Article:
Notes and Editorial Reviews
ANNA NETREBKO LIVE AT THE METROPOLITAN OPERA
Anna Netrebko (s); various,cond; Metropolitan Op O & Ch
DEUTSCHE GRAMMOPHON B0015987-02 (65:58
Text and Translation)
Arias and ensembles from
War and Peace.
Don Pasquale. Lucia di Lammermoor.
Roméo et Juliette.
Les Contes d’Hoffmann.
This latest CD release from soprano Anna Netrebko features highlights from her performances at the Metropolitan Opera. The cuts apparently are all taken from Met broadcasts or HD telecasts streamed to movie theaters. The production appears to be a win-win-win project for the opera house, the recording label, and, of course, Netrebko herself. The Met has gotten the publicity and the buzz surrounding the release of the CD, timed to coincide with Netrebko’s first season premiere at the house last September as Gaetano Donizetti’s regal Anna Bolena. The recording label, Deutsche Grammophon, has gotten all the musical material for a new Netrebko release without having to pay for a recording session or hire an orchestra, and the singer gets the publicity and the money from a recording that showcases some of her best roles.
The disc also celebrates the 10th anniversary of Netrebko’s career start at the Met, her early 2002 appearance as the Russian princess Natasha in Prokofiev’s
War and Peace,
when she was introduced to the house by her early mentor, conductor and impresario Valery Gergiev. In the booklet, Met general manager Peter Gelb relates the story of how, even before he took over the reins at the New York opera house, he pursued Netrebko to Vienna and then Salzburg to get her agreement to a long-term relationship with the Met. The Russian soprano has certainly not disappointed Gelb’s expectations; she along with, perhaps, Angela Gheorghiu, Renée Fleming, and Natalie Dessay have provided the Met with the major diva power that has put fannies in the seats over the past decade, and her current collaborations with the house show little sign of declining popularity. It is rumored on the street that Netrebko will complete Donizetti’s queen cycle at the Met in coming seasons singing leads in both
as previous New York favorite Beverly Sills once did at New York City Opera.
Netrebko was already signed on for another Sills stunt, singing all the major female roles in Offenbach’s
Les Contes d’Hoffmann
. She wisely pulled back and sang only two of the roles, one of which, Antonia, appears here, in a duet with Hoffmann. That selection also illustrates another facet of this recording, the generous assistance Netrebko receives from other fine singers. Only five cuts are solo arias; the remainder are ensemble pieces of one type or another. The Prokofiev excerpt is a trio sung with Ekaterina Semenchuk and another Met favorite, baritone Dmitri Hvorostovsky. Netrebko’s voice in her first appearance sounds lighter, more the silvery young lyric, and the recorded sound is a bit distant and unfocused, as if the Met sound engineers were still getting their bearings. The cut from audience favorite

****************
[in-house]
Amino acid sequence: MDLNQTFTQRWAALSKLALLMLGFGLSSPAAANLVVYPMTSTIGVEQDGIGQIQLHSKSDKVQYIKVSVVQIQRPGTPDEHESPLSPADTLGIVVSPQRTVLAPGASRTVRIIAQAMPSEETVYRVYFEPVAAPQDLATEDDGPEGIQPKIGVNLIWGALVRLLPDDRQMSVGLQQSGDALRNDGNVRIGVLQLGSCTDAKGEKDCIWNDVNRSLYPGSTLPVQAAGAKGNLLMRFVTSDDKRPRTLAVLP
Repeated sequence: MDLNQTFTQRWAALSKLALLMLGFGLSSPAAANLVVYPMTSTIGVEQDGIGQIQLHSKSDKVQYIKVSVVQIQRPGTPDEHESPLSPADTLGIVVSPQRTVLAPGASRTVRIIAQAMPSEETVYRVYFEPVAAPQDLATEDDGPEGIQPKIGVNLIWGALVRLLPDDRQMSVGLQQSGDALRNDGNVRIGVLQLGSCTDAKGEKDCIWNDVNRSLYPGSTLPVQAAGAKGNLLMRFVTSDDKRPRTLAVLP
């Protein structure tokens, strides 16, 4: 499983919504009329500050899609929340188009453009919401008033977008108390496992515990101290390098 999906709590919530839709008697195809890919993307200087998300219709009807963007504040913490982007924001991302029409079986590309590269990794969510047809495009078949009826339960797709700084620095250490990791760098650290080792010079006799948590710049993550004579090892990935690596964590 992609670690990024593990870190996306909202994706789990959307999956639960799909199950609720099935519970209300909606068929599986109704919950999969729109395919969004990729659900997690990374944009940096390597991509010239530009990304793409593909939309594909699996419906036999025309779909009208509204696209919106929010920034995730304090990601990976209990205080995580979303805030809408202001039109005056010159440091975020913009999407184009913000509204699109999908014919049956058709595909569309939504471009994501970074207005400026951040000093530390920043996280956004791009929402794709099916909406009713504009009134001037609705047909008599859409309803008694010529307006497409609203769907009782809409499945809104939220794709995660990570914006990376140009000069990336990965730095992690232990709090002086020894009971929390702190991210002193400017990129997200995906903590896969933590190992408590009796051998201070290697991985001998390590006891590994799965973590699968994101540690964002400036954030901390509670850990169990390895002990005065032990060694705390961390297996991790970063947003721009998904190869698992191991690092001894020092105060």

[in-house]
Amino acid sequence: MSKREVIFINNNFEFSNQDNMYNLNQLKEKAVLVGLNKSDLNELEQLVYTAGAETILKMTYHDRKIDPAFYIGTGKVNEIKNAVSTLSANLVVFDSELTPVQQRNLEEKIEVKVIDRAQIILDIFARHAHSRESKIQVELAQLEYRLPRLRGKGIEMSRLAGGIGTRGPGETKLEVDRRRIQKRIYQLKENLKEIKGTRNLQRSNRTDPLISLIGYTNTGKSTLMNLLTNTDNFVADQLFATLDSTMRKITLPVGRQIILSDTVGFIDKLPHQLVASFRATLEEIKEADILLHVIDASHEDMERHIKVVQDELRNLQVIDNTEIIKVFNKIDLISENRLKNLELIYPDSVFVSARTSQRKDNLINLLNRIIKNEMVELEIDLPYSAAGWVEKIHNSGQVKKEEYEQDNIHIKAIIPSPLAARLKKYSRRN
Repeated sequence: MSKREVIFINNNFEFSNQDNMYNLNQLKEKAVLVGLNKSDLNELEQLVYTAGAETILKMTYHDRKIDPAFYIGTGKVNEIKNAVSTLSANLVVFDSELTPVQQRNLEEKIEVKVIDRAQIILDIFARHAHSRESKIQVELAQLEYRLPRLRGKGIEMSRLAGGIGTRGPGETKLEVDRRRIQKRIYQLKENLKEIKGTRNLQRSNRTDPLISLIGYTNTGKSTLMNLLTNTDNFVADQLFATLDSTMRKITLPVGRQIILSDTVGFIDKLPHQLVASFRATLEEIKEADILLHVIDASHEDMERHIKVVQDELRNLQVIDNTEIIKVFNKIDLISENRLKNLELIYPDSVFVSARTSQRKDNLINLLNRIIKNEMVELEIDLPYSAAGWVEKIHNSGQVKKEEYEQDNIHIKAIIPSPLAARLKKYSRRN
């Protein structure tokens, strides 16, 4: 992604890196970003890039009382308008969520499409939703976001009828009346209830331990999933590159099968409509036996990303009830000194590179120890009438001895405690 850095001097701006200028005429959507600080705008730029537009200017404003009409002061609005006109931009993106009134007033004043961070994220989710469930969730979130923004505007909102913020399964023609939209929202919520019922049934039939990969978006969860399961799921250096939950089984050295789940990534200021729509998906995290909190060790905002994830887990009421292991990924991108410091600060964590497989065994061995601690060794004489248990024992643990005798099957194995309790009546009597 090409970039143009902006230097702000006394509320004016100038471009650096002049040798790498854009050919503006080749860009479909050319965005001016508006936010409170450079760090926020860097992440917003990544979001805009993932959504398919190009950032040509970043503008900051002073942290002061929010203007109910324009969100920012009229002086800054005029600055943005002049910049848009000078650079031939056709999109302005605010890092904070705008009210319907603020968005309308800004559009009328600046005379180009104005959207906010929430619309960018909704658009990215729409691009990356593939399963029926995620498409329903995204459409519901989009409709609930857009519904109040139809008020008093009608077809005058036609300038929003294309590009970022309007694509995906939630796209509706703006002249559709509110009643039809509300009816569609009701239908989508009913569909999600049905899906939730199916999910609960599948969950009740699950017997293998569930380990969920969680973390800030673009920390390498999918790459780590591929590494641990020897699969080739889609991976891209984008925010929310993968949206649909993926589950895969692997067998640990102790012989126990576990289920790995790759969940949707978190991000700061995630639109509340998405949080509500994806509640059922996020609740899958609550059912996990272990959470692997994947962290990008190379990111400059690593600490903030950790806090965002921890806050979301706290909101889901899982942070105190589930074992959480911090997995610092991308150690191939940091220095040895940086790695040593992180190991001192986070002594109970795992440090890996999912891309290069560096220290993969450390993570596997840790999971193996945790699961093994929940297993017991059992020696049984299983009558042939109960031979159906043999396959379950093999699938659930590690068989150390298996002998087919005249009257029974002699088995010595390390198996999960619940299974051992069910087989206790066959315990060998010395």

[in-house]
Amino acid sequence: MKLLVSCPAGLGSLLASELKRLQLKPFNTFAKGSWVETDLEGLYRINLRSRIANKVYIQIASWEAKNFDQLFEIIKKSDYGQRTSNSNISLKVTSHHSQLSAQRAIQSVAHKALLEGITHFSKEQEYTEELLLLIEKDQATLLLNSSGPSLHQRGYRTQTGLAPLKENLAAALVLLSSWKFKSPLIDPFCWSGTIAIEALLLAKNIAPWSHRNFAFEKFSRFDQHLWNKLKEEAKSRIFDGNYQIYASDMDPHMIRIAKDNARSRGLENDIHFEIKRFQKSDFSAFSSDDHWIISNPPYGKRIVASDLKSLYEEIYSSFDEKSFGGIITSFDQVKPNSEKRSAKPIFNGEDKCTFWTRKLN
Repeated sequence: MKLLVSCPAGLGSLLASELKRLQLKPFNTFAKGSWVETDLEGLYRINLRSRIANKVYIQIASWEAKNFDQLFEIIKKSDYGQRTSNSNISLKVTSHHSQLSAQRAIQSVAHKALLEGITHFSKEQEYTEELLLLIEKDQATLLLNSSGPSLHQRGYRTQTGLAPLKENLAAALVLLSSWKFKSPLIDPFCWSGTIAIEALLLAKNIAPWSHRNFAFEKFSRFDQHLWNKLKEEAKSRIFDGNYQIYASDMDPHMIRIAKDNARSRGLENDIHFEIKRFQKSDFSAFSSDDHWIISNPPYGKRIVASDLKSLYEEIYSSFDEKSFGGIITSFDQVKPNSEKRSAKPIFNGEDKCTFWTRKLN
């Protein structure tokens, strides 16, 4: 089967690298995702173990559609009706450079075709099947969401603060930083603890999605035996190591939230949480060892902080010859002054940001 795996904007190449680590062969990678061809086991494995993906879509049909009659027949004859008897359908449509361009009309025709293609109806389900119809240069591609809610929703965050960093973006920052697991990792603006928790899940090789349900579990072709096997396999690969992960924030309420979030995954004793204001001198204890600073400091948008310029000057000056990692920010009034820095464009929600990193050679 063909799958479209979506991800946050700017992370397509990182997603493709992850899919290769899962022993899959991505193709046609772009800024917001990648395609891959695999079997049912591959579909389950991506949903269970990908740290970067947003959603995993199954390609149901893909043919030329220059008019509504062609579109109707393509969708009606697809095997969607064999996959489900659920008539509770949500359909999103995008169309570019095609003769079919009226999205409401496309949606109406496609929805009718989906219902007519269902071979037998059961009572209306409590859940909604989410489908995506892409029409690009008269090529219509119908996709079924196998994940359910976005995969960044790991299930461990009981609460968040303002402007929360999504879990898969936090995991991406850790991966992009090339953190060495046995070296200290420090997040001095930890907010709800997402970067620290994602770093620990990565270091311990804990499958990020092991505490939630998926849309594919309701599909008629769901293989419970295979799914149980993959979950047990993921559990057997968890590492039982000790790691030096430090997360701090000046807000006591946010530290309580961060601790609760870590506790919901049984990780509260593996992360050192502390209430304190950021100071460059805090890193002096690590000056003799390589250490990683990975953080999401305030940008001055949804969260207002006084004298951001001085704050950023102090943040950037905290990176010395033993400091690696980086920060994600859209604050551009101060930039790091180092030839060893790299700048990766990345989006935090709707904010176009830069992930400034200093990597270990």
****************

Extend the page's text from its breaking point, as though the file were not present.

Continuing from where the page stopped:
is the act III finale with Netrebko’s Norina accompanied by Mariusz Kwiecien, Simone Alaimo, and Juan Diego Flórez; Netrebko gets to demonstrate her comedic talents as well as her fine voice. Later comes a rather odd choice from Verdi’s
, the act III trio with Sparafucile and Maddalena instead of one of Gilda’s better-known pieces, sung with Nancy Fabiola and Eric Halfvarson. The excerpt does allow the star soprano to show off her distinctive, dusky midrange and to add emotive colors to her characterization.
Netrebko sings a love duet with Roberto Alagna from Gounod’s
Roméo et Juliette
, and another with Piotr Beczala from Puccini’s
, as well as the above-mentioned piece from
with Joseph Calleja. Two more scenes, from Bellini’s
Lucia di Lammermoor
, both recorded by Netrebko on previous releases, demonstrate her lovely, secure top range (and the famous glass harmonica) as well as her rather careful way with
fioratura. Netrebko sings all the notes and doesn’t smudge, but she doesn’t go at it with quite the relish of Sills or Sutherland, or even Pons. Her strengths lie elsewhere, and they are amply on display: the velvet burnished tones, the hint of wild danger when on high, and the emotional depth and commitment she works to put into her roles. The other solo pieces heard include Zerlina’s simple little aria to the injured Masetto, Mimi’s sad goodbye aria from act III of
and the potion aria from
Roméo et Juliette
. All are chosen wisely and well performed. The Met Opera Orchestra is peerless, as usual, with several conductors on the podium.
Some of the operas excerpted here are available in full with Netrebko on DVD, at the Met and elsewhere. The booklet contains texts and English translations along with photographs from all of the productions heard. Audio quality is excellent except for my minor reservation over the Prokofiev. The audience applauds but does not intrude on the singing. I am glad to have several Netrebko performances in my library, this one now included. Highly recommended.
FANFARE: Bill White